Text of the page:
As part of AIGA’s ongoing partnership for In-House INitiative with leading creative staffing agency The Creative Group on the Creative Team of the Future program, we’re excited to
share the results of our annual investigation into what sets the country’s most innovative companies apart.
We weren’t surprised to learn that creativity is the lifeblood of the most successful—and satisfied—people and teams. The freedom to innovate is what
allows designers, writers and other creative professionals to avoid career stagnation and invent the future both for themselves and their companies. But
how do you sustain a creative edge? We surveyed and spoke with hundreds of designers and creative practitioners around the country and came back with 12
tips for maintaining peak creativity.
Give clients what they should have requested.
Did your client ask for something you think is a bad idea? Or not the best solution? “I’ll give them what they’re asking for and then I’ll give them what
they should be doing,” says Allan Peters, associate creative director at Target. “And I’ll keep giving them the second option every time to push the idea
Don’t wait for a creative brief.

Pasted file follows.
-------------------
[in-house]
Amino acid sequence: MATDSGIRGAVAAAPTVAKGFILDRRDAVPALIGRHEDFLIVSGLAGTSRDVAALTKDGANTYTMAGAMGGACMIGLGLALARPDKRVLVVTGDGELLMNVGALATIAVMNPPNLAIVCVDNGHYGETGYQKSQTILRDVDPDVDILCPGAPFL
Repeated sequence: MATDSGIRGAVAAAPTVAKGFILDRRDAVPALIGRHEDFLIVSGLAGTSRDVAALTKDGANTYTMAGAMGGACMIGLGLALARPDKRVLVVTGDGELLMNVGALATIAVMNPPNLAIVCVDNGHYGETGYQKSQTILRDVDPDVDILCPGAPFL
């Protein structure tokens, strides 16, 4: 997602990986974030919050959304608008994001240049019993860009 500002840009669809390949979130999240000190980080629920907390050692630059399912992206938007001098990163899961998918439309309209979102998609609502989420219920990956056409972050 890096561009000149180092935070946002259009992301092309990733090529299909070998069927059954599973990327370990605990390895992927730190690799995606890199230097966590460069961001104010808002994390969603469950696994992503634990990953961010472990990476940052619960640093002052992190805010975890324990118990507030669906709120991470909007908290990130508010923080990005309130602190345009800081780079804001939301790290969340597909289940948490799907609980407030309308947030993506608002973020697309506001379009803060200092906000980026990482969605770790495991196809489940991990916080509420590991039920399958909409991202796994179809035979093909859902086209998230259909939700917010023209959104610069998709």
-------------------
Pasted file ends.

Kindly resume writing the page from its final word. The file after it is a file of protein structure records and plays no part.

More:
If you want to innovate, don’t wait for the juicy projects to hit your desk. “You’re not always going to get the brief you wanted,” says Peters. “Identify
the problem and try and fix it. You have to put it on yourself to rock out some good ideas.” Then sell those big ideas to your boss or team.
Always create multiple solutions to the problem.
True creativity means exploring more than one option to any design problem. “The more you push yourself to do three or four different versions, the more
you’re going to have to get creative,” says Scott Kirkwood, editor in chief at National Parks magazine and senior director of publications at the National
Parks Conservation Association.
Read all 12 creativity tips at TCG.
Daniel Danger, a New England-based illustrator and printmaker, talked about his work, inspiration and creative process in the opening talk for The National Poster Retrospecticus (NPR) at Stevenson University in fall 2015. Read our recap about Daniel Danger, his process, and the countless hours that go into his work.
Despite the connectedness of the current business world, aspiring design professionals face new challenges in the age-old problem of getting noticed, especially by the elite practitioners. George Nelson’s wit and insights helped me understand design as both a serious profession and a creative adventure. Here are a few of his choice observations and some thoughts on the special relationship we know as mentoring.
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